Up until recently, I wasn’t too knowledgeable on The Pirate Bay, as admittedly I hardly ever use the site, having preferred the newer Kickass Torrents file-sharing site. However, I’m sure by now everyone has heard of The Pirate Bay – the largest file-sharing site on the planet with over a billion views per month and the focal point of much controversy surrounding breach of copyright laws and various other legal difficulties. Be that as it may, The Pirate Bay has been around for a decade and continues to grow strong So why the sudden interest in a service I don’t use?
I have an insatiable interest in learning and technology, so when I came across the documentary film – TPB AFK: The Pirate Bay Away From Keyboard, I owed it to myself to discover more about this infamous site. I have no intention of discussing the inner workings behind The Pirate Bay so if the subject interests you then check out the film here. The Pirate Bay has its roots in Sweden and was founded by Gottfrid Svartholm, Fredrik Neij and Peter Sunde. The general consensus was, as the site’s servers were in Sweden, The Pirate Bay was exempt from America’s laws on copyright and intellectual properties, of course this wasn’t the case and all three founders found themselves embroiled in a lengthy court case.
The one aspect of the film that I found to be the most interesting (and perhaps distressing), was the amount of time and effort placed onto the court case, the length and resources at which America and Sweden (among others) went to in order to try to convict The Pirate Bay is worrisome. I say worrisome because it was like watching a trial for America’s most wanted, it’s my opinion that the various law agencies need to reevaluate their priorities. So much time and effort is being exhausted on a file-sharing issue when there are real threats in the world like human-trafficking and terrorism. It seems that the older generation fail to realize that as technology changes so do people. We live in a culture fueled by a need for free information, social media and file-sharing. Due to this ‘pirate culture’, the film and music industry need to understand that if they want people to buy their products then they need to increase their value. Increasing the value doesn’t mean increase the price, it means make the product more lucrative for consumers. The gaming industry has the right idea, sure I can download a cracked version of Killzone 3 but if I wanted that limited edition Helghast mask then I’d have to purchase the game legally (as I did).
File-sharing has become something of a cultural phenomenon and the growing advances in technology make sharing data all the more easier. File-sharing is usually associated with illicit downloads and while that may be, when you consider that torrent clients can even be installed onto a user’s phone, one needs to embrace the fact that file-sharing is ingrained in our society as much as any other cultural activity. Another thing that interested me was the idea that the founders themselves were making millions off of The Pirate Bay and that they were an organized and well-funded entity. However, the fact is that The Pirate Bay founders are just a group of average guys, with a love for technology and a desire to create the largest file-sharing site ever conceived. The Pirate Bay is funded by advertisements and merchandise, so despite what the authorities think, Gottfrid and co are not the multimillionaire villains they’re perceived to be, especially when you factor in the server and maintenance costs involved in running something like The Pirate Bay.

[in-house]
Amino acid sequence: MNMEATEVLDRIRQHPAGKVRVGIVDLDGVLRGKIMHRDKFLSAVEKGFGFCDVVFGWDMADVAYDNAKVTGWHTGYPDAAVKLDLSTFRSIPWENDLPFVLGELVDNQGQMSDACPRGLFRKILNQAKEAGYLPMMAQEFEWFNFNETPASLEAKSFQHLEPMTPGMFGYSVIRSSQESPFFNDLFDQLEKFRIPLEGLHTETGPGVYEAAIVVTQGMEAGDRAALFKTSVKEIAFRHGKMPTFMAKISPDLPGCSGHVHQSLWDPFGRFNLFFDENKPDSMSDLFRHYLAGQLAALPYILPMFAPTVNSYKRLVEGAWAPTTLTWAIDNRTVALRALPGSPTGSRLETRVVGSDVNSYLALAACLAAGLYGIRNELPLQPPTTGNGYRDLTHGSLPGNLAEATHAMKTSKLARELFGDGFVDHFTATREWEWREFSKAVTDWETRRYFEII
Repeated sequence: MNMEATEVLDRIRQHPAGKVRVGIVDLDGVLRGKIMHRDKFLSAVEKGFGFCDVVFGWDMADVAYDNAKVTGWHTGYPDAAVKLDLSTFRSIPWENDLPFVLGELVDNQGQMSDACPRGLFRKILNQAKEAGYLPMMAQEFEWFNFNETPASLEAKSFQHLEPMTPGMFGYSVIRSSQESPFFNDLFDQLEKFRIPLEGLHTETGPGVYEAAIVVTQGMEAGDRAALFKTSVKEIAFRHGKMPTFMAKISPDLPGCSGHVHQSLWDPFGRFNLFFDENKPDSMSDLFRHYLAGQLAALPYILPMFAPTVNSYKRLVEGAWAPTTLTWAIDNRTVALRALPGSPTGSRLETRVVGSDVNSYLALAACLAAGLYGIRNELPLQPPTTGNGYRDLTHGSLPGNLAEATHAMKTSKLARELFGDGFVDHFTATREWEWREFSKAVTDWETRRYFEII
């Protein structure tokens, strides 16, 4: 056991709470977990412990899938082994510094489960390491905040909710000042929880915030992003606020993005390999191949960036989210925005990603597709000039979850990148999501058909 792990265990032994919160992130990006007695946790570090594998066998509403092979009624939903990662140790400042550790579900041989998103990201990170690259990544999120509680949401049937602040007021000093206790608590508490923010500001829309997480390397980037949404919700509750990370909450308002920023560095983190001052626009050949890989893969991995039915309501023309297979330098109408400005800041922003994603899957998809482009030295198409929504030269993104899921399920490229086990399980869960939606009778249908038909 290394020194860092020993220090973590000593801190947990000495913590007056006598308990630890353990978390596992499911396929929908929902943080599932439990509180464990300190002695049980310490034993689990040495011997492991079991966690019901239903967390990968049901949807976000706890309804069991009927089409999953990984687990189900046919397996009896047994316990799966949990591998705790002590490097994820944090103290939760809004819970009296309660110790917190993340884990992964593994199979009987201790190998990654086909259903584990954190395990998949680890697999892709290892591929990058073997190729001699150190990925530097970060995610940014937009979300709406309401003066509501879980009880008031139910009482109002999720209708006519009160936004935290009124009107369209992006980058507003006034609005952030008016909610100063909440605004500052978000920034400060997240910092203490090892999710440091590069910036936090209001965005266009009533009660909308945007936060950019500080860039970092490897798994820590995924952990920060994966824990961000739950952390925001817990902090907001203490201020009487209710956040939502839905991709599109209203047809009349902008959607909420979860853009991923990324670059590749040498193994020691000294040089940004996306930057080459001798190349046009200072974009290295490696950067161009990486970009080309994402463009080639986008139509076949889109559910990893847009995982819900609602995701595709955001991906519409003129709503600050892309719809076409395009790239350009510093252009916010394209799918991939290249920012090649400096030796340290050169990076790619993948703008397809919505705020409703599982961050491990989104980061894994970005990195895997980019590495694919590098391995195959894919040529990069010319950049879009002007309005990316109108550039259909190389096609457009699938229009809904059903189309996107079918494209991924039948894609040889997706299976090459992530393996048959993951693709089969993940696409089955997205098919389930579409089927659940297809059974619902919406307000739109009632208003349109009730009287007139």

So yes, in the eyes of the law, The Pirate Bay is an illicit enterprise, and while Gottfrid is indeed imprisoned at this moment (most likely held for his drug usage and other hacking related crimes), file-sharing lives on, so much so that Gottfrid implemented such apps as the PirateBrowser (already downloaded 2.5 million times since its release in August last year) – software designed to circumvent censorship, and is already working on a successor. In the end it’s all about perspective, when you consider the lengths at which certain software (games mostly) goes to in order to ‘protect itself’ and actually be functional (online validation, mandatory internet connection, DRM protocols and so forth), then it’s no wonder that people have taken to ‘illicit’ file-sharing in order to play the latest games or watch their favourite television series. In closing, I think that if companies made their product more valuable then they might very well see a decline in file-sharing, then again, there are those who reckon that file-sharing actually helps the industry so who can really say?
- Pirate Bay founder can’t close Russian pirate sites (au.ibtimes.com/)
- Pirate Bay founder given access to his books (www.digitaltrends.com/)
- The Pirate Bay continues to serve free downloads (au.ibtimes.com/)
- Pirate Bay plans new “anti-censorship” browser (www.theguardian.com/uk)
- Pirate Bay founder gets extended sentence (www.theinquirer.net/)